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Welcome to PMBA0608: Economics/Statistics Foundation. Fall 2006 Session 4: September 6. Study. Chapters 1 through 4 of Mankiw Chapters 1 through 3 of Mendenhall, Beaver and Beaver Send me your questions I will do one or all of the following Answer you privately

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Welcome to pmba0608 economics statistics foundation l.jpg

Welcome toPMBA0608: Economics/Statistics Foundation

Fall 2006

Session 4: September 6


Study l.jpg

Study

  • Chapters 1 through 4 of Mankiw

  • Chapters 1 through 3 of Mendenhall, Beaver and Beaver

    • Send me your questions

    • I will do one or all of the following

      • Answer you privately

      • Publish the answer to your question on line

      • Answer your question in our next class


Discuss assignment 1 l.jpg

Discuss Assignment 1

  • Problem 5, Page 16 of Mankiw

    • $5 million is sunk cost

    • MC = $1 million

    • MB = $3 million

    • MB>MC should complete the project

    • As long as MB >MC, the answer is the same


Discuss assignment 14 l.jpg

Discuss Assignment 1

2) Problem 8, Page 17 of Mankiw

  • The new bill will increase the incentive for economic activity.

  • Efficiency may increase for two reasons

    • Resources are not wasted as much as before

    • If tax rates go down  current work force will have an incentive to work harder

  • Equity may decline as

    • Current workers’ tax rate may go down

    • Some current welfare recipients may not be able to find jobs the pay a much as welfare.


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Discuss Assignment 1

3) The discussion on the connection between the article and the economic principle should be well developed.


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Discuss Assignment 1

4) Question 1.2, Page 10 of Mendenhall, Beaver and Beaver

  • Population of interest is the population of the measurements of the appraisals of the land by all experienced appraisers.

  • Population is large but it does exist, so it is not conceptual.

  • Populations are different

    • Buyers may underestimate. Sellers may over estimate….

  • More than one appraisal should be used.


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Discuss Assignment 1

5) Question 1.7, Page 10 of Mendenhall, Beaver and Beaver

  • Population of shopper opinions (in favor or opposed background music)

  • Not possible to examine the entire population as future shoppers are not known.

  • No, sample percentages will not be the same as population percentage but it will serve as an estimate as population percentage.


Back to chapter 2 of mankiw macro micro economics l.jpg

Back to Chapter 2 of Mankiw: Macro/micro economics

  • Macro = big Picture = Forest

    • Focuses on the aggregate markets

  • Micro = small picture = tree

    • Focuses on individual markets


Which of the following is a macro micro topic l.jpg

The effect of tax policy on the price of gas in Ohio.

The effect of tax policy on the general price level in Ohio.

The effect of agricultural subsides on the income of farmers.

The effect of agricultural subsidies on income tax rates in the U.S.

Which of the following is a macro/micro topic?


Which of these topics will be covered in a macro micro economics course l.jpg

Which of these topics will be covered in a macro/micro economics course?

  • The impact of the 1987 market crash on consumers’ spending.

  • How a higher rate of inflation alters the distribution of wealth and income.

  • The effect of war in Iraq on the price of oil.

  • The effect of the increase in the price of oil on the overall unemployment rate.


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Normative/Positive Statements

  • Positive Statement

    • is descriptive

    • But not necessarily true

    • can be tested for validity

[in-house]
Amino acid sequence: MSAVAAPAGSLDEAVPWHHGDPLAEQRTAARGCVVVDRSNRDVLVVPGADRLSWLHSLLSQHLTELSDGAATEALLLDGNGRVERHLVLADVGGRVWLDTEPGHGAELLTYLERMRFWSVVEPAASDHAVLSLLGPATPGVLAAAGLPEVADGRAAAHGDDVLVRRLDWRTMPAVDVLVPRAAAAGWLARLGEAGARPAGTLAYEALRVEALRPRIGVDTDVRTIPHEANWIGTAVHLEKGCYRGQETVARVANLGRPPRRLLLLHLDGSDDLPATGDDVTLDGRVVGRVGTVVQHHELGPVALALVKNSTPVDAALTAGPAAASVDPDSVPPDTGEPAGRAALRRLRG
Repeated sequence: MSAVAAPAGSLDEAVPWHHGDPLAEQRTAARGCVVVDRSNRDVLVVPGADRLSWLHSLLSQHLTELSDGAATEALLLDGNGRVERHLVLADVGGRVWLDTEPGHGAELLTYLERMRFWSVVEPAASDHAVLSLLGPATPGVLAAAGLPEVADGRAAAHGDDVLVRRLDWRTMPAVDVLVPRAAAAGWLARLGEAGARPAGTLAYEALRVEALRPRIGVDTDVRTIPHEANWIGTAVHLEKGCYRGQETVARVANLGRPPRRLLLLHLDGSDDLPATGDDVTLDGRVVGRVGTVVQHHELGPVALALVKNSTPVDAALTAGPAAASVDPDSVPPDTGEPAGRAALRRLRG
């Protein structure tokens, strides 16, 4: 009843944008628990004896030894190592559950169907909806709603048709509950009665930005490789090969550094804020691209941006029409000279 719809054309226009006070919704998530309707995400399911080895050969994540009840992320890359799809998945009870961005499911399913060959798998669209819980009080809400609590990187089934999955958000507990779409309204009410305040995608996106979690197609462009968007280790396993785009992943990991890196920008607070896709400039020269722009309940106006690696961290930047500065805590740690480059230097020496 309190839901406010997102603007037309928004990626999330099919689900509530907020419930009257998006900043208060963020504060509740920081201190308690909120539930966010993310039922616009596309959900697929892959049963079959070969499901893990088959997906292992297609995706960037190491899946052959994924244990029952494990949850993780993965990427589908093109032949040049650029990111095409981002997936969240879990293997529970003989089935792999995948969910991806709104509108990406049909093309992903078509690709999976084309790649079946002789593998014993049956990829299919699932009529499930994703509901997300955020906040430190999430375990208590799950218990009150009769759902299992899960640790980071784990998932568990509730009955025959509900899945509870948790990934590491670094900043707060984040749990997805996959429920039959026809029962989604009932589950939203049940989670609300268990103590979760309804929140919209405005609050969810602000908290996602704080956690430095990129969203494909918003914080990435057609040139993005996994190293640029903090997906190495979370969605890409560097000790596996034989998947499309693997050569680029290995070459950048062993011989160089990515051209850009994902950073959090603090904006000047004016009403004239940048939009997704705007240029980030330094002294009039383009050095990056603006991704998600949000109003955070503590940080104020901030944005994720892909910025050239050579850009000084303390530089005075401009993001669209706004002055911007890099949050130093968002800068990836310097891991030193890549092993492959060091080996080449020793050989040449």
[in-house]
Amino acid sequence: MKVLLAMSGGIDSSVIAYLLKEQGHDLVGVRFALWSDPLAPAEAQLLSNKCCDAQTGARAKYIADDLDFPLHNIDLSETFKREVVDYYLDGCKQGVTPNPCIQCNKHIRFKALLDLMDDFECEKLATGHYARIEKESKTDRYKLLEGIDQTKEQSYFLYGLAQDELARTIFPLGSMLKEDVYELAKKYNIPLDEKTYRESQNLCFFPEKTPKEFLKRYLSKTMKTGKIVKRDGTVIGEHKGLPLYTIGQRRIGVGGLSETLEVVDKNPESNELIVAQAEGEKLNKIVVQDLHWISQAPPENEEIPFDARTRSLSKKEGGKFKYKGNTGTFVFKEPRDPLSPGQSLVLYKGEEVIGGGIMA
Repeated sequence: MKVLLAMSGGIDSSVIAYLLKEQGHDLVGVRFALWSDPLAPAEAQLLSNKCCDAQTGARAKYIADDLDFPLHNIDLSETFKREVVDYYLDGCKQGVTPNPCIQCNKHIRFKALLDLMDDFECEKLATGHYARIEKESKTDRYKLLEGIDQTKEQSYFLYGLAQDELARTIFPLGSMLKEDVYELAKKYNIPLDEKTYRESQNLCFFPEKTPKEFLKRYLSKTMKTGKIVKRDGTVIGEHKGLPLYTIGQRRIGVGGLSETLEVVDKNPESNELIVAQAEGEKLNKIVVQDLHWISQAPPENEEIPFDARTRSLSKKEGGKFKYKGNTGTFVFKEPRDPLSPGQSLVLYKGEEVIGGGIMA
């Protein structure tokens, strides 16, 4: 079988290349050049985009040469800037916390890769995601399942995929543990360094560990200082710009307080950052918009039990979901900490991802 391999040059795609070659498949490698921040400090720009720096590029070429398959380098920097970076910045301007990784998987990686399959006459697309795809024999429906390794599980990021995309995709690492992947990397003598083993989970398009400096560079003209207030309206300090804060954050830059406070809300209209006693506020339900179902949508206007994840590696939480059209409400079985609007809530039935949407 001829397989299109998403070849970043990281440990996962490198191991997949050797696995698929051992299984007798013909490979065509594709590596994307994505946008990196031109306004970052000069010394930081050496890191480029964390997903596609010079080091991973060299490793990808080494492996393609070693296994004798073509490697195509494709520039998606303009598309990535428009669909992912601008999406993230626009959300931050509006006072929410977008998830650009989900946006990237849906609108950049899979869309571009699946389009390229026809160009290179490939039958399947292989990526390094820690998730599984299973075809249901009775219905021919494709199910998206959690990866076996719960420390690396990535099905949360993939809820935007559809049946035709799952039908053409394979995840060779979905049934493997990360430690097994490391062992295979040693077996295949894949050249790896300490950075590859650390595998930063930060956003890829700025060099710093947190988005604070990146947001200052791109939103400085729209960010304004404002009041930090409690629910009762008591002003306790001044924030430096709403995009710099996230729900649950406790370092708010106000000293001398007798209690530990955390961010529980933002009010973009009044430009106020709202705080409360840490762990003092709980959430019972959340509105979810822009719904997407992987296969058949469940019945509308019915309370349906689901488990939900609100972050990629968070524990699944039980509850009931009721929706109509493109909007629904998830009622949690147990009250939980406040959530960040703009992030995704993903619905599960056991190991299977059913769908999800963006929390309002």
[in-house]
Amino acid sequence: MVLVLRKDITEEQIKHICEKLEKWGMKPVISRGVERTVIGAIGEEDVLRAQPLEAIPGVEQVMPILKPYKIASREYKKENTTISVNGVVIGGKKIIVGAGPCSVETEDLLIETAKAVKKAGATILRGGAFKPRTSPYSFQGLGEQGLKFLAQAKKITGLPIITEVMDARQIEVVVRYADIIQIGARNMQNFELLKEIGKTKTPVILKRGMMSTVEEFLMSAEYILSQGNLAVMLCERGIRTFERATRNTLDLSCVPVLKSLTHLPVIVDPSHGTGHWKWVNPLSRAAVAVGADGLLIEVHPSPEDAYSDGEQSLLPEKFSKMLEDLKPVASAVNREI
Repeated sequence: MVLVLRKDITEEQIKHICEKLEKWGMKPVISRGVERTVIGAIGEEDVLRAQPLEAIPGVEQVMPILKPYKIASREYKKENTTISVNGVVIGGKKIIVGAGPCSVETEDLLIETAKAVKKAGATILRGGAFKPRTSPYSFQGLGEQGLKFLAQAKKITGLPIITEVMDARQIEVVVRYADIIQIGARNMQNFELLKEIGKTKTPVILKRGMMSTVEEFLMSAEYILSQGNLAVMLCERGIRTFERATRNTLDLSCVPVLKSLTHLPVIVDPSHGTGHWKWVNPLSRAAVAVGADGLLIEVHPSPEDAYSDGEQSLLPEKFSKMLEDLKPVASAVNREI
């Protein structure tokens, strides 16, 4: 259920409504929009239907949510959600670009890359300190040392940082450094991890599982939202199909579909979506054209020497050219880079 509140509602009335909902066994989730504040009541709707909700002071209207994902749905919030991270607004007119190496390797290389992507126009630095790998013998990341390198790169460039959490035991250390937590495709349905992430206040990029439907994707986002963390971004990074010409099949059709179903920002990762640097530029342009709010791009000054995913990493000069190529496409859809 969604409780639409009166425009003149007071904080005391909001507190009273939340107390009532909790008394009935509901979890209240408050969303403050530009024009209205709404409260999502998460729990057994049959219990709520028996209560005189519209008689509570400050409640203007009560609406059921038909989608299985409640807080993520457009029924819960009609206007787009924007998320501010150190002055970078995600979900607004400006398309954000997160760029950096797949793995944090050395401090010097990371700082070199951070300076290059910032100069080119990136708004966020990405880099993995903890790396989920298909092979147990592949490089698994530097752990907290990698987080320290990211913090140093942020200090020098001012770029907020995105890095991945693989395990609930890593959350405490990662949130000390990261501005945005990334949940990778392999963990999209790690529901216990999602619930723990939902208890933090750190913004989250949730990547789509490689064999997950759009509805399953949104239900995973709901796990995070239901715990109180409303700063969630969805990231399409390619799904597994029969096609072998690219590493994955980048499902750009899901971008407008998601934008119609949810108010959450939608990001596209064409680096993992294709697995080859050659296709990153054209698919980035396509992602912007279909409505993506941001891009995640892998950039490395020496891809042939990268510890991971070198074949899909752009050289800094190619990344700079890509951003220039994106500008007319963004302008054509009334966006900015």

• Example

  • Normative statement

    • is an opinion

    • can not be tested for validity

    • Example


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Note

  • A normative economic statement that is not backed up by positive statement is worthless.


Chapter 2 of mendenhall beaver beaver stat l.jpg

Chapter 2 of Mendenhall, Beaver & Beaver (Stat)

  • Which of the following is (are) a Variable?

    • Interest rates

    • My name

    • My weight

    • Price of gasoline

  • 1, 3 and 4.

  • Variable = characteristics that change over time or across different objects.


Which of the following is are experimental unit s l.jpg

Which of the following is (are) experimental unit (s)?

  • Jackie

  • United States

  • Unemployment rate

  • A PMBA student

  • 1, 2 and 4

  • Experimental unit = an individual or object on which a variable is measured.


Which of the following variables is are qualitative l.jpg

Which of the following variables is (are) qualitative?

  • Gender of students in this class

  • Height of students in this class

  • Seasons

  • Cost of production

  • 1 and 3

  • Qualitative variables can be categorized but not measured.


Which of the following variables is continuous l.jpg

Which of the following variables is continuous?

  • The number of your children over time.

  • Your weight over time.

  • The year

  • 2

  • Continuous variable can assume all of the infinitely many values corresponding to a line interval.


Can a qualitative variable be continuous l.jpg

Can a qualitative variable be continuous?

  • No.

  • Gender

    • Male = 1

    • Female = 2


Budget deficit in billions of dollars what kind of graph is this l.jpg

Budget deficit in billions of dollars. (What kind of graph is this?)


Prime rate in the us what type of graph is this l.jpg

Prime rate in the US(What type of graph is this?)


Make sure l.jpg

Make sure

  • You know how to create a graph using Excel or any other program.

    • Highlight your columns that contain data and click on Chart Wizard.

  • You know what type of graph is more appropriate in different scenarios and why?


Histograms are used to show relative frequencies example l.jpg

Histograms are used to show relative frequencies: Example


Histograms are used to show relative frequencies example22 l.jpg

Histograms are used to show relative frequencies: Example


Histograms are used to show relative frequencies example23 l.jpg

Histograms are used to show relative frequencies: Example

Relative frequency

75%

25%

0

Number of kids

1

2

3


Do you use a bar graph or a histogram in each of the following situations l.jpg

Do you use a bar graph or a histogram in each of the following situations?

  • You want to compare heights of 10 individuals in this class.

    • Bar